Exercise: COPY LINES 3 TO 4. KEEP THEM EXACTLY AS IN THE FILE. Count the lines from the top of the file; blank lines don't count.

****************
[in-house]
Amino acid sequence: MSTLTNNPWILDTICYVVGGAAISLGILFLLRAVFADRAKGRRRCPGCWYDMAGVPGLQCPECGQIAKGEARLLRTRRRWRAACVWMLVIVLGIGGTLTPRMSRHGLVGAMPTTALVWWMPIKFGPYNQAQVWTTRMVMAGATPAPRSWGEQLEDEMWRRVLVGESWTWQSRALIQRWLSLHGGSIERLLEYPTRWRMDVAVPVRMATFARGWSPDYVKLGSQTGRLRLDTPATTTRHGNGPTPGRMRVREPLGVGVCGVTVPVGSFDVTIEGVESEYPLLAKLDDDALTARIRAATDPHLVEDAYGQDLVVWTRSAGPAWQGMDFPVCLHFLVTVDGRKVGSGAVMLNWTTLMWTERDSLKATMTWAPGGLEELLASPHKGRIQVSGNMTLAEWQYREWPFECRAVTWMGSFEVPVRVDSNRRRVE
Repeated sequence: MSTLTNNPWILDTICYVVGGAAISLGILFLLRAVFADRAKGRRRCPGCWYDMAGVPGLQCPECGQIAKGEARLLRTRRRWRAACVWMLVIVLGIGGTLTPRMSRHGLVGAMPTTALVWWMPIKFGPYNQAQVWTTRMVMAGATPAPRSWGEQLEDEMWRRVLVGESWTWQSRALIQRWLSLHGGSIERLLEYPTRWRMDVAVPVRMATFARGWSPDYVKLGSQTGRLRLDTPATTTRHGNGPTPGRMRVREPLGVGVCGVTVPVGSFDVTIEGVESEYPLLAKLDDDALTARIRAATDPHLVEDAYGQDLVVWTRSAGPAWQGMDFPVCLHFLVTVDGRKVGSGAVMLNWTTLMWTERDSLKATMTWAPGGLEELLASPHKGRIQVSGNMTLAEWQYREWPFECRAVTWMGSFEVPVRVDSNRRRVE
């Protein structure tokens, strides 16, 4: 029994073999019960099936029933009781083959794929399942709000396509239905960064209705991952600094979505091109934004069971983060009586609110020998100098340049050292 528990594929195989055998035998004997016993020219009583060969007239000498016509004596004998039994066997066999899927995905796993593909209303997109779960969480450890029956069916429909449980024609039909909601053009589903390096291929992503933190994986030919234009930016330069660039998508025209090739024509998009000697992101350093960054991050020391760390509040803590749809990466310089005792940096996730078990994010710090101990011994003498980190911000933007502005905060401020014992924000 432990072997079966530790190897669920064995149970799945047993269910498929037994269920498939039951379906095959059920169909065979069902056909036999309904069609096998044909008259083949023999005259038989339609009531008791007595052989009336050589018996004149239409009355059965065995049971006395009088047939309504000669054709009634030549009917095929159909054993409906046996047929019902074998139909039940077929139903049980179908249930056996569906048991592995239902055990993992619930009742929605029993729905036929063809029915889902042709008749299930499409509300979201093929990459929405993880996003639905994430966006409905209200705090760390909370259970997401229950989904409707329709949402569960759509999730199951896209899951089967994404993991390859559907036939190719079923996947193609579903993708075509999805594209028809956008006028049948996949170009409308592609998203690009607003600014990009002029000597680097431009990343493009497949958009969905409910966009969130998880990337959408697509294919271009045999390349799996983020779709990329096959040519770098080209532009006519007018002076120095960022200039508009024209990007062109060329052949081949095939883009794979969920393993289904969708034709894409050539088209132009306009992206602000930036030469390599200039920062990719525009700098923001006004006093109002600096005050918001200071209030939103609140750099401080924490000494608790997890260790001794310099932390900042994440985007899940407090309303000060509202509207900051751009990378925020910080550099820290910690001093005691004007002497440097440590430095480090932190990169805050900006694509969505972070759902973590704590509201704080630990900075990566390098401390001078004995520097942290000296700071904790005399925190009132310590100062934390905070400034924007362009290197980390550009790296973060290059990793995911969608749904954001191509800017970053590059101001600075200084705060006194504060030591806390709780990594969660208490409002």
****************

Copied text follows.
Repeated sequence: MSTLTNNPWILDTICYVVGGAAISLGILFLLRAVFADRAKGRRRCPGCWYDMAGVPGLQCPECGQIAKGEARLLRTRRRWRAACVWMLVIVLGIGGTLTPRMSRHGLVGAMPTTALVWWMPIKFGPYNQAQVWTTRMVMAGATPAPRSWGEQLEDEMWRRVLVGESWTWQSRALIQRWLSLHGGSIERLLEYPTRWRMDVAVPVRMATFARGWSPDYVKLGSQTGRLRLDTPATTTRHGNGPTPGRMRVREPLGVGVCGVTVPVGSFDVTIEGVESEYPLLAKLDDDALTARIRAATDPHLVEDAYGQDLVVWTRSAGPAWQGMDFPVCLHFLVTVDGRKVGSGAVMLNWTTLMWTERDSLKATMTWAPGGLEELLASPHKGRIQVSGNMTLAEWQYREWPFECRAVTWMGSFEVPVRVDSNRRRVE
């Protein structure tokens, strides 16, 4: 029994073999019960099936029933009781083959794929399942709000396509239905960064209705991952600094979505091109934004069971983060009586609110020998100098340049050292 528990594929195989055998035998004997016993020219009583060969007239000498016509004596004998039994066997066999899927995905796993593909209303997109779960969480450890029956069916429909449980024609039909909601053009589903390096291929992503933190994986030919234009930016330069660039998508025209090739024509998009000697992101350093960054991050020391760390509040803590749809990466310089005792940096996730078990994010710090101990011994003498980190911000933007502005905060401020014992924000 432990072997079966530790190897669920064995149970799945047993269910498929037994269920498939039951379906095959059920169909065979069902056909036999309904069609096998044909008259083949023999005259038989339609009531008791007595052989009336050589018996004149239409009355059965065995049971006395009088047939309504000669054709009634030549009917095929159909054993409906046996047929019902074998139909039940077929139903049980179908249930056996569906048991592995239902055990993992619930009742929605029993729905036929063809029915889902042709008749299930499409509300979201093929990459929405993880996003639905994430966006409905209200705090760390909370259970997401229950989904409707329709949402569960759509999730199951896209899951089967994404993991390859559907036939190719079923996947193609579903993708075509999805594209028809956008006028049948996949170009409308592609998203690009607003600014990009002029000597680097431009990343493009497949958009969905409910966009969130998880990337959408697509294919271009045999390349799996983020779709990329096959040519770098080209532009006519007018002076120095960022200039508009024209990007062109060329052949081949095939883009794979969920393993289904969708034709894409050539088209132009306009992206602000930036030469390599200039920062990719525009700098923001006004006093109002600096005050918001200071209030939103609140750099401080924490000494608790997890260790001794310099932390900042994440985007899940407090309303000060509202509207900051751009990378925020910080550099820290910690001093005691004007002497440097440590430095480090932190990169805050900006694509969505972070759902973590704590509201704080630990900075990566390098401390001078004995520097942290000296700071904790005399925190009132310590100062934390905070400034924007362009290197980390550009790296973060290059990793995911969608749904954001191509800017970053590059101001600075200084705060006194504060030591806390709780990594969660208490409002």